Montesquieu
 

XXIX.12 That laws that appear the same are sometimes different in reality

Greek and Roman laws puni­shed the recei­ver of sto­len goods the same as the thief1 ; French law does like­wise. The for­mer were rea­so­na­ble, the lat­ter is not. For the Greeks and for the Romans, the thief being sen­ten­ced to a pecu­niary penalty, the recei­ver had to be puni­shed in the same way : for every man who contri­bu­tes in wha­te­ver way to damage must make repa­ra­tion. But for us, the punish­ment for theft being capi­tal, we could not without taking things too far punish the recei­ver the same as the thief. There are a thou­sand ways in which the man who recei­ves the sto­len item can do so inno­cently ; the man who steals is always guilty ; the one pre­vents convic­tion for a crime already com­mit­ted, the other com­mits that crime ; eve­ry­thing is pas­sive in one, and there is an action in the other ; the thief must sur­mount more obs­ta­cles, and his heart har­den itself for lon­ger against the laws.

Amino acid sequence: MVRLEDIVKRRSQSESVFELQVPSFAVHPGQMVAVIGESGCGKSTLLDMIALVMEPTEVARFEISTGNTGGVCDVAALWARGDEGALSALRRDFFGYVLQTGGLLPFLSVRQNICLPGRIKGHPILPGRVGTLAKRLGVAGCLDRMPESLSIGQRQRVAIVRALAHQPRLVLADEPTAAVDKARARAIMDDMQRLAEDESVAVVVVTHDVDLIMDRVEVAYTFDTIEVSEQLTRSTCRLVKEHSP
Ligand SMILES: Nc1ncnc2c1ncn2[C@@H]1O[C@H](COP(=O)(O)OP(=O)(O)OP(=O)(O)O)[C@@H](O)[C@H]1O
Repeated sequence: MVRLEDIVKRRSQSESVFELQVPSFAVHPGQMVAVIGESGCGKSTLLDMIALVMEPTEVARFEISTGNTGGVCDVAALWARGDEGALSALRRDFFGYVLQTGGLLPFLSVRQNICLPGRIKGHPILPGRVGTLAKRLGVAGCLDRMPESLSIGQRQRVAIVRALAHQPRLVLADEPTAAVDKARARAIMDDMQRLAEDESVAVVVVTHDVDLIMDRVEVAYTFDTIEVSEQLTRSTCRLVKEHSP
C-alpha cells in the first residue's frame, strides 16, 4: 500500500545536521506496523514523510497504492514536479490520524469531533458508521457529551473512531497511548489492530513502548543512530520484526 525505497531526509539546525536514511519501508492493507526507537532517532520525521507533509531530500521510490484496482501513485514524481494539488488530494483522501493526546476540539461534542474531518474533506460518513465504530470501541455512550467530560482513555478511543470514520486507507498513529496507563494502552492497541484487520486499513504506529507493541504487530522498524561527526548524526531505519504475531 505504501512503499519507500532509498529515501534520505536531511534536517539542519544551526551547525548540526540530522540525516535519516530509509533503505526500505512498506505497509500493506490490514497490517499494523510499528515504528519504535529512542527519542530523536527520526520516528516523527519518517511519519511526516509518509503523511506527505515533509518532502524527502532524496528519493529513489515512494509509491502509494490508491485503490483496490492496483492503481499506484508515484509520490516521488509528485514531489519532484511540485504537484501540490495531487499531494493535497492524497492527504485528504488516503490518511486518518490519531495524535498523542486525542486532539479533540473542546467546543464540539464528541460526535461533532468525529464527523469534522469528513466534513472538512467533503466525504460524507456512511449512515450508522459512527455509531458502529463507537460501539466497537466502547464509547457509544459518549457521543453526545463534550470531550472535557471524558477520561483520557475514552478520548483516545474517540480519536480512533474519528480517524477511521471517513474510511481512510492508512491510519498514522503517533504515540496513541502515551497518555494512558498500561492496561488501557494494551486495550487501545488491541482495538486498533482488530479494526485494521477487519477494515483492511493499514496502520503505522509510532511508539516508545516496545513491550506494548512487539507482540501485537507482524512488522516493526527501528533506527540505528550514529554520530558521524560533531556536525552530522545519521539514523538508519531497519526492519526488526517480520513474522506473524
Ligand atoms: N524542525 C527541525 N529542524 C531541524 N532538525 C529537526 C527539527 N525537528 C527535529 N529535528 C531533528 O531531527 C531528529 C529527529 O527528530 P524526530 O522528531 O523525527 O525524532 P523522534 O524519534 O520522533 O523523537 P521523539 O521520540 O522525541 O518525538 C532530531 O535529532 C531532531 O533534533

The juris­consults went far­ther : they regar­ded the recei­ver as more repu­gnant than the thief ; for without them, they say, the theft could not long be hid­den.2 That, once more, might have been valid when the penalty was pecu­niary : it was about damage, and the recei­ver was ordi­na­rily in a bet­ter posi­tion to repair it ; but the penalty having become capi­tal, one would have to go by dif­fe­rent prin­ci­ples.

Law 1 following De receptatoribus.

Law 1 following De receptatoribus.